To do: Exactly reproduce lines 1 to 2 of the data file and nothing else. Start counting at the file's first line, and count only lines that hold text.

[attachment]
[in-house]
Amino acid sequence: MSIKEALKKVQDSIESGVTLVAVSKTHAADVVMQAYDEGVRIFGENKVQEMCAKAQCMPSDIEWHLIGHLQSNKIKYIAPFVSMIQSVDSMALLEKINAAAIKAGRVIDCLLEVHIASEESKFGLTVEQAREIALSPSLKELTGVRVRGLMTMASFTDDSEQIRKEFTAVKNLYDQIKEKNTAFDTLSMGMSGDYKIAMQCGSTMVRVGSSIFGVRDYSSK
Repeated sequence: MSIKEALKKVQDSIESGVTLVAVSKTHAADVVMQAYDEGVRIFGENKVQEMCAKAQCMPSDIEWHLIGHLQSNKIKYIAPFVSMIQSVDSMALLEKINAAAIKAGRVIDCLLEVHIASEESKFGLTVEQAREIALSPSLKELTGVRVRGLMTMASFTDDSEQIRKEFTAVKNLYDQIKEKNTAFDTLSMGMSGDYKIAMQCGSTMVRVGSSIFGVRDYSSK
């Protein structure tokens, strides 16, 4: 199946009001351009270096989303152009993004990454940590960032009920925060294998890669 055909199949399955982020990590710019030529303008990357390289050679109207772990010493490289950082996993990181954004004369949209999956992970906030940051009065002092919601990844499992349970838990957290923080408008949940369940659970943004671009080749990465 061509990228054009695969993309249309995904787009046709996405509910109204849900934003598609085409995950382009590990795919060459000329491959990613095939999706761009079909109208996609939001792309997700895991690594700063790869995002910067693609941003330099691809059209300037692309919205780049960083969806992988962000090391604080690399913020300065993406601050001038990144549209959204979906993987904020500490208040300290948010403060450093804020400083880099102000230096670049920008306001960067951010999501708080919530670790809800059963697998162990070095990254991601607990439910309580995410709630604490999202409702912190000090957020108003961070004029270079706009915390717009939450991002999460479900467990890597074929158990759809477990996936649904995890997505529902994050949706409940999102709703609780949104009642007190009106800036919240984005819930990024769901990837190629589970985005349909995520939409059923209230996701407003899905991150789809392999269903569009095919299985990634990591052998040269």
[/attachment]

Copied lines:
[in-house]
Amino acid sequence: MSIKEALKKVQDSIESGVTLVAVSKTHAADVVMQAYDEGVRIFGENKVQEMCAKAQCMPSDIEWHLIGHLQSNKIKYIAPFVSMIQSVDSMALLEKINAAAIKAGRVIDCLLEVHIASEESKFGLTVEQAREIALSPSLKELTGVRVRGLMTMASFTDDSEQIRKEFTAVKNLYDQIKEKNTAFDTLSMGMSGDYKIAMQCGSTMVRVGSSIFGVRDYSSK